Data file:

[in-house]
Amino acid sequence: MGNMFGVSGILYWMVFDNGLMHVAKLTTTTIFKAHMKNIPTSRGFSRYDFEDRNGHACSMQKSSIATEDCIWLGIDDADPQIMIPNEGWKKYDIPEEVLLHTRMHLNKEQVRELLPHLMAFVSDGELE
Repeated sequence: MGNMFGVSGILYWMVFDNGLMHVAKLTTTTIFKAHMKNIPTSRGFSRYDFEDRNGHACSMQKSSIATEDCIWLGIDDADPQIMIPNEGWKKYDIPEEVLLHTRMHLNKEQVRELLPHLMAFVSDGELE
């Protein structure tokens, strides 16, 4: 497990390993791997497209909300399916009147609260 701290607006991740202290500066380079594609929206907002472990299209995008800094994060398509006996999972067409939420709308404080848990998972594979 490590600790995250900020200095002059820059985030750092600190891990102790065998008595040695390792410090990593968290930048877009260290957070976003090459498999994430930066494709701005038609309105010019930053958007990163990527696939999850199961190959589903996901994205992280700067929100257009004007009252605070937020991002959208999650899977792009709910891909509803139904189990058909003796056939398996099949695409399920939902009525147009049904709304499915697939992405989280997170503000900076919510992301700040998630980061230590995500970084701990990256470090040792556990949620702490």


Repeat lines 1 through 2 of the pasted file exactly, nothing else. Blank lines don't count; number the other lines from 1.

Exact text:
[in-house]
Amino acid sequence: MGNMFGVSGILYWMVFDNGLMHVAKLTTTTIFKAHMKNIPTSRGFSRYDFEDRNGHACSMQKSSIATEDCIWLGIDDADPQIMIPNEGWKKYDIPEEVLLHTRMHLNKEQVRELLPHLMAFVSDGELE